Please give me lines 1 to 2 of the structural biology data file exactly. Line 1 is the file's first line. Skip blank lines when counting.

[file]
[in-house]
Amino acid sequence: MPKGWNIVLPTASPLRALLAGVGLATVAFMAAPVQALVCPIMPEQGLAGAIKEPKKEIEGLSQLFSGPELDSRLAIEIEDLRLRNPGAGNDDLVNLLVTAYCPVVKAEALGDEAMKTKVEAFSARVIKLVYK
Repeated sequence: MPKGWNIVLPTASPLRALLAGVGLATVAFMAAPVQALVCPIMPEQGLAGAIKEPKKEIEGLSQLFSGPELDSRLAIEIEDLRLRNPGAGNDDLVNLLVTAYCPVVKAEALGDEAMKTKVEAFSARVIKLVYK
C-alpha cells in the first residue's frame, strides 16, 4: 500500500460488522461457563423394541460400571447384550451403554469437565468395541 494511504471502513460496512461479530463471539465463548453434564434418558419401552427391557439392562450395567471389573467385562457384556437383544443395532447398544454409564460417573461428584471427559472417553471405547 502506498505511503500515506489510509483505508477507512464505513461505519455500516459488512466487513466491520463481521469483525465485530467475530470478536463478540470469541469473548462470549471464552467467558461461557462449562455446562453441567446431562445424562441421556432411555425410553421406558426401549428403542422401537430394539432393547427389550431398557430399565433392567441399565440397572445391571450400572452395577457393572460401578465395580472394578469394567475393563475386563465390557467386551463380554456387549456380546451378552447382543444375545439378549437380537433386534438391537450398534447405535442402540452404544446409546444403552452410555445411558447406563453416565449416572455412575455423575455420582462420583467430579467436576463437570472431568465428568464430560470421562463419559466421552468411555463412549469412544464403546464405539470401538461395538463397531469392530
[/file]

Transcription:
[in-house]
Amino acid sequence: MPKGWNIVLPTASPLRALLAGVGLATVAFMAAPVQALVCPIMPEQGLAGAIKEPKKEIEGLSQLFSGPELDSRLAIEIEDLRLRNPGAGNDDLVNLLVTAYCPVVKAEALGDEAMKTKVEAFSARVIKLVYK